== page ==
Landlord Court Repossessions Exceed 30 Weeks

A recent freedom of information request suggests that the time it takes to evict a troublesome tenant through complete possession action increased by a third (31%) in the third quarter of 2019.

Having confirmed their intention of abolishing ‘no fault’ evictions in the recent Queen’s Speech, the government will need to reassure landlords that the scrapping of section 21 ‘no fault’ evictions will not impact on their right to evict difficult tenants.

Unfortunately, a recent freedom of information request obtained by the Residential Landlords Association (RLA) suggests that wait times for enforcement in London now exceed 30 weeks.

This represents a huge jump from the 23 weeks recorded in 2018.

The RLA is warning that unless the government ‘substantially’ increase the amount of funding the courts receive, the time it takes to process cases will also rise.

They have also suggested that these pressures may influence landlords to avoid London-based property which will put undue stress on the current rental system and result in reduced stock and higher rents.

David Smith, Policy Director for the RLA, said:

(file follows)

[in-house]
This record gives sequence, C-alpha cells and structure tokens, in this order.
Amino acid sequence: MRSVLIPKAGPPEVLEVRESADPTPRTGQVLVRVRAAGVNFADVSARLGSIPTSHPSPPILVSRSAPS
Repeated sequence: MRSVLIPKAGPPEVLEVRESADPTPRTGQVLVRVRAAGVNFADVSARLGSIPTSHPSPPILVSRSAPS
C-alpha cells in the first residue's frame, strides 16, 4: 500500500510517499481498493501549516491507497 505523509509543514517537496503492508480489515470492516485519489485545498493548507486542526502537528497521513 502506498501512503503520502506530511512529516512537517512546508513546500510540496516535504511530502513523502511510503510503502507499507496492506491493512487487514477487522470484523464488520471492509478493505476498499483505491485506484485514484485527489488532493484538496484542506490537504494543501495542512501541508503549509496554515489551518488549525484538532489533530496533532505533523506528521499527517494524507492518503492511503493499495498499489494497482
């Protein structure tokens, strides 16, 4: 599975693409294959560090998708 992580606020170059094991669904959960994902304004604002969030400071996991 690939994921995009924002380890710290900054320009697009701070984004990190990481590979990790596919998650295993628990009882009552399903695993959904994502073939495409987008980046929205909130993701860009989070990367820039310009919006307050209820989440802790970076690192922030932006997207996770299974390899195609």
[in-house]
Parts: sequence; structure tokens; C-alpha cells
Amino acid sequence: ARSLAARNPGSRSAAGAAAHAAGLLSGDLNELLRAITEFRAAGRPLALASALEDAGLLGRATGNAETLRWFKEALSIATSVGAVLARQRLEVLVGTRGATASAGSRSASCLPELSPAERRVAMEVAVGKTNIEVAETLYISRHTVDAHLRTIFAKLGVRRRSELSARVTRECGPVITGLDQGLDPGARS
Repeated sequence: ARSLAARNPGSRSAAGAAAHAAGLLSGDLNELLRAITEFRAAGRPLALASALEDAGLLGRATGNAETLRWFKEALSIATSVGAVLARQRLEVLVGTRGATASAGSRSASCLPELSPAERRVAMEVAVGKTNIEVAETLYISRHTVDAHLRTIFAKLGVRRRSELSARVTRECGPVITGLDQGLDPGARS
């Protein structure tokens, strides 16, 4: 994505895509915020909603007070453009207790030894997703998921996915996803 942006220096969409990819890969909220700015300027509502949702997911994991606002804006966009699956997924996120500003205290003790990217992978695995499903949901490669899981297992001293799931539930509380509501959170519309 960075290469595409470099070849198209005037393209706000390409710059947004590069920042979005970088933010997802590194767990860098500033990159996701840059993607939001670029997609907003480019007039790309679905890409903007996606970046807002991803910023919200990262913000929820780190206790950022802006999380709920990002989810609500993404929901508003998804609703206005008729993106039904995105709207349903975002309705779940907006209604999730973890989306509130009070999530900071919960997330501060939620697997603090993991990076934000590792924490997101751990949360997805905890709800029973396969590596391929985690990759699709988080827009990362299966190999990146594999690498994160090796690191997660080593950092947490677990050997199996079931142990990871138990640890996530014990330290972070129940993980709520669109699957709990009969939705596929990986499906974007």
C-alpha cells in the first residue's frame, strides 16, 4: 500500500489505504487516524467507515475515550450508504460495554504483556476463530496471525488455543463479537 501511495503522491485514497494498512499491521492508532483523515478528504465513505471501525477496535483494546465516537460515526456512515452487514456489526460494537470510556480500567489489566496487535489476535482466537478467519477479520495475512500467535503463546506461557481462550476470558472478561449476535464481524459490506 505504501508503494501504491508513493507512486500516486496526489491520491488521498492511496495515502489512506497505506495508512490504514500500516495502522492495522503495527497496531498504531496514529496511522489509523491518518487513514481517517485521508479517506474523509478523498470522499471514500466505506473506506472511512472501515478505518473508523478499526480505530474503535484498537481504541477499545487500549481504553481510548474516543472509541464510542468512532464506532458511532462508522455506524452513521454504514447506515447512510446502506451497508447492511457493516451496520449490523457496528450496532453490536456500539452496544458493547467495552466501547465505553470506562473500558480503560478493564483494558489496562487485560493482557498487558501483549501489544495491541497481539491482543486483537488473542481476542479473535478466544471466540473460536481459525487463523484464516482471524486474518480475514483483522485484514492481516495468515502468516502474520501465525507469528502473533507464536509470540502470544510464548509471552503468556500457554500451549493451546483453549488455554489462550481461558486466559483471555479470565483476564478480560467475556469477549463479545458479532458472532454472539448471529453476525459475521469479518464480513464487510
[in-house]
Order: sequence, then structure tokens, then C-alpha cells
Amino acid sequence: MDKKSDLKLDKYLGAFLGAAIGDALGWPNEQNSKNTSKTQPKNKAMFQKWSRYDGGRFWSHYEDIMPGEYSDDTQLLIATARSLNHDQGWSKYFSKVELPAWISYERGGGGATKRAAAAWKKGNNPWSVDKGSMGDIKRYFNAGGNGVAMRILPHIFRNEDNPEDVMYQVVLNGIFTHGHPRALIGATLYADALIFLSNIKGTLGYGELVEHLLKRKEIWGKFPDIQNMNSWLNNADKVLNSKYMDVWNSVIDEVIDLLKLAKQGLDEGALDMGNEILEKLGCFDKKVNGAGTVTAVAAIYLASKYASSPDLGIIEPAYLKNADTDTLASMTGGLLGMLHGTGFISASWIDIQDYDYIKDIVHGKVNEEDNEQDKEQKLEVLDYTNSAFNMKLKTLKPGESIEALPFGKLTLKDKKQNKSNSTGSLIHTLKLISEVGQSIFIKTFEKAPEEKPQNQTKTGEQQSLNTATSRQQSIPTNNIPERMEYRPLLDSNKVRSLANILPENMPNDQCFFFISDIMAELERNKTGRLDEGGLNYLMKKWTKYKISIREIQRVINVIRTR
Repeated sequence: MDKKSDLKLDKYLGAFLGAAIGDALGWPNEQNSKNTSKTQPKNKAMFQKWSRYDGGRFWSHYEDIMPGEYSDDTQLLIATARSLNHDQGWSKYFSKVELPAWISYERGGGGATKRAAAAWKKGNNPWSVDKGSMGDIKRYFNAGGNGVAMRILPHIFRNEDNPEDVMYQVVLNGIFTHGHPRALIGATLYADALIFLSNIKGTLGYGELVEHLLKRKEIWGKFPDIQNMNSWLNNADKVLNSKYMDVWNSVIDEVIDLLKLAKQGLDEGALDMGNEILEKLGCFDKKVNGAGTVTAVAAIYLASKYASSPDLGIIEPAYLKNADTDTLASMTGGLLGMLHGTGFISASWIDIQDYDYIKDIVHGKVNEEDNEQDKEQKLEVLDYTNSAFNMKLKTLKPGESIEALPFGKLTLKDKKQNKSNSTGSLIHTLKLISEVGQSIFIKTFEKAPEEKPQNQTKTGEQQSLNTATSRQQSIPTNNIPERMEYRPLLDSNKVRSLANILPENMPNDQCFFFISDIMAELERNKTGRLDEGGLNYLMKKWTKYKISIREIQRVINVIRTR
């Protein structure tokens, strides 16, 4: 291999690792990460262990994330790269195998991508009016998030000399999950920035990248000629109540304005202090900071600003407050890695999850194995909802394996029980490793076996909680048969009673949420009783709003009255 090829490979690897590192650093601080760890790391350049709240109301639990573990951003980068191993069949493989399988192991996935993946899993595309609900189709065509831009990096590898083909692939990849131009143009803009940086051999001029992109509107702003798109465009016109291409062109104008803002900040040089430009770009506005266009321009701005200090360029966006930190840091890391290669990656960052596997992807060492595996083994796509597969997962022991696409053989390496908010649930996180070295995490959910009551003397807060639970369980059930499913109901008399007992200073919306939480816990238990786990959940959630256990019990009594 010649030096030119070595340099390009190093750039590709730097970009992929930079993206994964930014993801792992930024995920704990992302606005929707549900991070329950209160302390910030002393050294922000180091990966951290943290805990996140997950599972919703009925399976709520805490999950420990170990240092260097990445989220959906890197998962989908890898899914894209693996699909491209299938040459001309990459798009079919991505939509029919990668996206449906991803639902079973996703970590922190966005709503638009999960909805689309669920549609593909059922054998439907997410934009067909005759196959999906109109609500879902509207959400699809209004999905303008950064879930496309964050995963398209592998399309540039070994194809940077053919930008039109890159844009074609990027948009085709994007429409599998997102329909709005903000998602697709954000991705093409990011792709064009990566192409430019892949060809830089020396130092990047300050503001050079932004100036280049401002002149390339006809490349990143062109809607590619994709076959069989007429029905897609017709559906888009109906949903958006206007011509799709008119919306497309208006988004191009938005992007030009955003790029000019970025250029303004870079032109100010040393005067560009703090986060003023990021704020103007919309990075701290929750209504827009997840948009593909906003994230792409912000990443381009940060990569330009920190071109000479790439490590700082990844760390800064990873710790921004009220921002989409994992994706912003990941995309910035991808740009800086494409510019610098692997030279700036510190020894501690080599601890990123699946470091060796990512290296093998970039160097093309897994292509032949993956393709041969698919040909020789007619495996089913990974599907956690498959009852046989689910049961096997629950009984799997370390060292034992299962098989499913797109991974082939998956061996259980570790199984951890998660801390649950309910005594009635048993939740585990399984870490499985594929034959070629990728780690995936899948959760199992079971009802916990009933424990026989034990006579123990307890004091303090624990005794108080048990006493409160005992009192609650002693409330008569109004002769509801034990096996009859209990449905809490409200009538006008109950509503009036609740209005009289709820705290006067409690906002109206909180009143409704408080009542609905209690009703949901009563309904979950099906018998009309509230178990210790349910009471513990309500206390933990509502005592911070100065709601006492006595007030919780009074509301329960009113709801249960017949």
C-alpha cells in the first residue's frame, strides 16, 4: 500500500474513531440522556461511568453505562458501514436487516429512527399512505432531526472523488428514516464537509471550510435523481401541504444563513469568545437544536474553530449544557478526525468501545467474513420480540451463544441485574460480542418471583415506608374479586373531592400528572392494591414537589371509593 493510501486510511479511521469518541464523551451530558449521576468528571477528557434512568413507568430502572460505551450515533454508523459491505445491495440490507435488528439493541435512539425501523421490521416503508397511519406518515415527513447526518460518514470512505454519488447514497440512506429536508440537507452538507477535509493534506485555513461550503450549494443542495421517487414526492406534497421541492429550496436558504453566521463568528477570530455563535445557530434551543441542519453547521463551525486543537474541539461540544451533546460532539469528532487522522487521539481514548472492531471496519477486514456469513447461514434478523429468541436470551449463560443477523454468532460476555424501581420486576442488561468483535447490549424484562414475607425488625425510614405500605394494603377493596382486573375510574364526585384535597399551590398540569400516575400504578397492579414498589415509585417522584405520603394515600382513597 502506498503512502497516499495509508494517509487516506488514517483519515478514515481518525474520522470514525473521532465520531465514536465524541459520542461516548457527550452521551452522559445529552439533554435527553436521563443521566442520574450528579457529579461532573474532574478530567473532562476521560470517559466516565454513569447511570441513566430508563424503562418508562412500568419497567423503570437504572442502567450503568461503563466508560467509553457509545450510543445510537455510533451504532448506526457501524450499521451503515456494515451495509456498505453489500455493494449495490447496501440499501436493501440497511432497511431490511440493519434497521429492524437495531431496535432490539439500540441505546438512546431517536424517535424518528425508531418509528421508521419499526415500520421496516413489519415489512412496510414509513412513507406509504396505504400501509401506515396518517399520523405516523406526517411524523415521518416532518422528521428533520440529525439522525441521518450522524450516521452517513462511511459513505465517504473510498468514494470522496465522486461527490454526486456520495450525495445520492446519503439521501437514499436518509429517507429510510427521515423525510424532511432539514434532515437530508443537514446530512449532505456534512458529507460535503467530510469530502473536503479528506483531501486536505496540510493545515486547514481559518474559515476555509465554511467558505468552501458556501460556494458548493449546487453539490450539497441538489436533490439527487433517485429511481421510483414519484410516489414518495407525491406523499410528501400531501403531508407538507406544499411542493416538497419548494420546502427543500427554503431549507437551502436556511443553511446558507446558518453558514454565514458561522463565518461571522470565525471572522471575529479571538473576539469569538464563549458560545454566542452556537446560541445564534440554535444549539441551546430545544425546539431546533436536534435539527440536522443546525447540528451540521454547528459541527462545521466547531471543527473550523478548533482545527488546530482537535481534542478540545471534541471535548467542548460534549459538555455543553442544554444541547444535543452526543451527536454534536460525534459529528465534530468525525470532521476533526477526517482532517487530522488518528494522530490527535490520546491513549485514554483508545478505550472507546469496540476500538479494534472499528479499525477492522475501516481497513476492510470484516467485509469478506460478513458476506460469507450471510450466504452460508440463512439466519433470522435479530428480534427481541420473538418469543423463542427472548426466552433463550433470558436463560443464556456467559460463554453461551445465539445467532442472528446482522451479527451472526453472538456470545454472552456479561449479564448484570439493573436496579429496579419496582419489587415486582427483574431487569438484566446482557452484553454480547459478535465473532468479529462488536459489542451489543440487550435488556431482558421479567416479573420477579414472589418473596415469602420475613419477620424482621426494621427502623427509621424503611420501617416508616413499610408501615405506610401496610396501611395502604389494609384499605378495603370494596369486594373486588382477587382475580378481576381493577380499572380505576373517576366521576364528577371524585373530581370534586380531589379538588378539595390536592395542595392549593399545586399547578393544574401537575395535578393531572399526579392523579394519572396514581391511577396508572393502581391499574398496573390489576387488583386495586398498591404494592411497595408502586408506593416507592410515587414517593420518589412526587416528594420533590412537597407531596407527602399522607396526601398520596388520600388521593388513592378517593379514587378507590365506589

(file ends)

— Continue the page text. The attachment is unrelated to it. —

“If landlords feel that they might have to wait forever to regain possession of their property where they have good reason, such as tenants committing anti-social behaviour or failing to pay their rent, increasing numbers are going to feel it is not worth the risk of letting the property out in the first place. This will just add to the already growing shortage of investment in rented housing which is badly needed to meet a rising demand.

“The RLA was delighted when the Government consulted on its proposal for a housing court a year ago but nothing has happened since. It needs to get on and get it set up for the benefit of landlords and tenants alike.”

1 Comment

  • test

    Country districts are not much better – by the time we had served the Section 21 on a nightmare benefits tenant who refused to make a new Universal Credit claim, and lived rent-free until we were forced to give her the elbow, and then waited for her to not move a muscle, applied to the courts, and then to a bailiff when she still refused to move out, she had racked up £6000 in rent arrears, trashed the flat, cost us about £400 in court and bailiff fees – not to mention all the mortgage payments we had to meet ourselves, and then she got out 10 minutes before the bailiff arrived, leaving piles of dirty clothes and rubbish, used needles, and filth. We have refused to have any benefit tenants since.

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